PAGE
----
Immunizations Are Important

One of the most important things you can do to protect your health is to receive recommended immunizations and flu shots-on time. Vaccines have been proven as one of the most effective tools to help people live longer and have healthier lives. They work by preventing infectious diseases, some of which have the potential to cause long-lasting or permanent health problems, or even death.

Diseases become rare due to vaccinations

At Swift County Benson Hospital, the staff is regularly vaccinated with the appropriate medicine, but there have been cases where patients were admitted and their disease could have been prevented (or the severity decreased) with a single shot.  Some diseases (like polio and diphtheria) are rare because we have been vaccinating against them.

Immunize until the disease is eliminated

What if we stopped vaccinating? Diseases that are almost unknown would come back. Unless we can “stop the leak” (eliminate the disease), it is important to keep immunizing. Even if there are only a few cases of disease, if we take away the protection given by vaccination, more people will be infected and spread disease to others. Soon we will undo the progress we have made.  The extensive use of vaccines has proven a major public health success against infectious diseases. By the end of the 20th century, benefits were so dramatic in reducing the suffering, the Centers for Disease Control and Prevention (CDC) cited vaccination as the number one public health achievement of the century.

U.S. Flu Facts

*An estimated 10-20% of the population contracts the flu each year.
*Approximately 114,000 excess hospitalizations per year are for flu-related complications.
*Up to 40 million patients require outpatient medical visits for influenza-like illness.
*Approximately 36,000 annual deaths in the U.S. are attributed to influenza complications.
*The highest rates of complications, hospitalizations and deaths occur primarily in patients older than 65.
*Increased rates of complications, hospitalizations and deaths also are observed in young children.
*More than 90% of influenza-related deaths occur in persons 65 or older.

Sources of immunization information:

The National Immunization Program (NIP)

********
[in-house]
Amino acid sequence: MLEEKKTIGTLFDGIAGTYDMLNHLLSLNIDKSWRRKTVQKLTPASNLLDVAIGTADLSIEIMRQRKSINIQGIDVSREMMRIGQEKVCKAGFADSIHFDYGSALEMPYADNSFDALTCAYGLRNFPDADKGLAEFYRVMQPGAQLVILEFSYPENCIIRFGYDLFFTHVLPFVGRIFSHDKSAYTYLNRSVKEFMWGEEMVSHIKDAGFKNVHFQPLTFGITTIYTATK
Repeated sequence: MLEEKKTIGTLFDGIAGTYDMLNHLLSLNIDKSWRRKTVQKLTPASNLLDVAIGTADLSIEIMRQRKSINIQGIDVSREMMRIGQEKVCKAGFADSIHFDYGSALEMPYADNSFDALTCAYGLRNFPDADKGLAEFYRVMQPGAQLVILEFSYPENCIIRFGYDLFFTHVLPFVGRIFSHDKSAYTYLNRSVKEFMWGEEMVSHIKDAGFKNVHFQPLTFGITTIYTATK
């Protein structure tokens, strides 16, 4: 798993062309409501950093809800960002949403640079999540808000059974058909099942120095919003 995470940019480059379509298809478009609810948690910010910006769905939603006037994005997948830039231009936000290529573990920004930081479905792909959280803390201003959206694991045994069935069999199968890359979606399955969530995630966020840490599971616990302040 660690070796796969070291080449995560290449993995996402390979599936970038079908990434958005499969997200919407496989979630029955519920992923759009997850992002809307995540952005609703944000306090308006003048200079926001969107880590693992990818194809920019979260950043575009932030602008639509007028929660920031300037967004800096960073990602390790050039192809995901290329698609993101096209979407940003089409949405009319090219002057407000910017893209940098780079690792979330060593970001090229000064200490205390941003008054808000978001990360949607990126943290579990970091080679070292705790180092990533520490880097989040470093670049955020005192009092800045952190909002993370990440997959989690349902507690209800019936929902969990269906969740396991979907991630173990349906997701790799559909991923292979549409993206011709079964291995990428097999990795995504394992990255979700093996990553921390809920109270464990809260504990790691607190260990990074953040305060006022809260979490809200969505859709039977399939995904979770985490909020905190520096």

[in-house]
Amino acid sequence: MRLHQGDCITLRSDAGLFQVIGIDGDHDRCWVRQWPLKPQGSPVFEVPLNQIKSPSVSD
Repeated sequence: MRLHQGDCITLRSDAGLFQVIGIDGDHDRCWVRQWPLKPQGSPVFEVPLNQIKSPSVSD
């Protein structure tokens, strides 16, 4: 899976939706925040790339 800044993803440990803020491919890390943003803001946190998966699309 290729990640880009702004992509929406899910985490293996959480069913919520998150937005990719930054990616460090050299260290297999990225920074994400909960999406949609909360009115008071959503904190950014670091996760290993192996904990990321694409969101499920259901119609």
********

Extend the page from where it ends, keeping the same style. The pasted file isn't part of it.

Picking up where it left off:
The National Network for Immunization Information (NNii)
The Immunization Action Coalition (IAC)

The CDC Contact Center at 1-800-CDC-INFO (1-800-232-4636) English and Español
Questions about vaccines and vaccine-preventable diseases frequently asked by people calling the TTY Service Hotline at 1-888-232-6348.

Make sure your vaccinations are up to date and you have had this year’s flu shot.  It may save your life.

Do You Have Some Time? Volunteer!

April is a month that brings many things to mind; spring, warmer weather, tulips, Earth Day, and so much more. However, one thing that the month of April signifies that isn’t mentioned too often is that it celebrates National Healthcare Volunteer Recognition Week, which will take place April 10 – 16, 2011.

 

Since 1974, National Healthcare Volunteer Week helps to create awareness about volunteerism, but it’s also an opportunity to thank current volunteers.  We celebrate the compassion and dedication our volunteers give each day they spend at Swift County Benson Hospital.

Volunteers play a big role at Swift County Benson Hospital by participating with the residents in many programs. Volunteers are essential for the programs.  Sometimes the simple things, like reading to a resident or a social visit, uplift the spirits the most.

During National Volunteer Week, we honor the ordinary people who give of themselves to accomplish extraordinary things, and we encourage more volunteering. Remember nothing is more golden than the heart of a volunteer-the genuine giving of spirit to help someone else.  If you are interesting in volunteering your time, please call Swift County Benson Hospital at 320-843-4232.

The New IV/Chemo Therapy Rooms at SCBH are AWESOME!

IV/Chemo The results are in…Ione Laycock, RN, therapy nurse, David Johnson, therapy patient, and Deann Johnson, David’s wife and caregiver, all agree the IV and Chemo Therapy program and the new therapy rooms at SCBH are AWESOME.